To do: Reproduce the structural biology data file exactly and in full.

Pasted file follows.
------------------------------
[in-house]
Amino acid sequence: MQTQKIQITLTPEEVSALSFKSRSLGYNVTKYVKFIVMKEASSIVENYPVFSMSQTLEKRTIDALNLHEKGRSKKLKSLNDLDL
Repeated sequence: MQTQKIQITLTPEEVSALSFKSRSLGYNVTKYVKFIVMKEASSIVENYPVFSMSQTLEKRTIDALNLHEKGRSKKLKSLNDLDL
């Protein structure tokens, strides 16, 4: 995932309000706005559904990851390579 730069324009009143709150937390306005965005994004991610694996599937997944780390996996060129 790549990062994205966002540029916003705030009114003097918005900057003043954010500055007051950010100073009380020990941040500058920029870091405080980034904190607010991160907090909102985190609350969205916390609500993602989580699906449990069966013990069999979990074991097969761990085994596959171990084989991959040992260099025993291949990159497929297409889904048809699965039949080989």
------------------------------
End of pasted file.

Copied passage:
[in-house]
Amino acid sequence: MQTQKIQITLTPEEVSALSFKSRSLGYNVTKYVKFIVMKEASSIVENYPVFSMSQTLEKRTIDALNLHEKGRSKKLKSLNDLDL
Repeated sequence: MQTQKIQITLTPEEVSALSFKSRSLGYNVTKYVKFIVMKEASSIVENYPVFSMSQTLEKRTIDALNLHEKGRSKKLKSLNDLDL
């Protein structure tokens, strides 16, 4: 995932309000706005559904990851390579 730069324009009143709150937390306005965005994004991610694996599937997944780390996996060129 790549990062994205966002540029916003705030009114003097918005900057003043954010500055007051950010100073009380020990941040500058920029870091405080980034904190607010991160907090909102985190609350969205916390609500993602989580699906449990069966013990069999979990074991097969761990085994596959171990084989991959040992260099025993291949990159497929297409889904048809699965039949080989």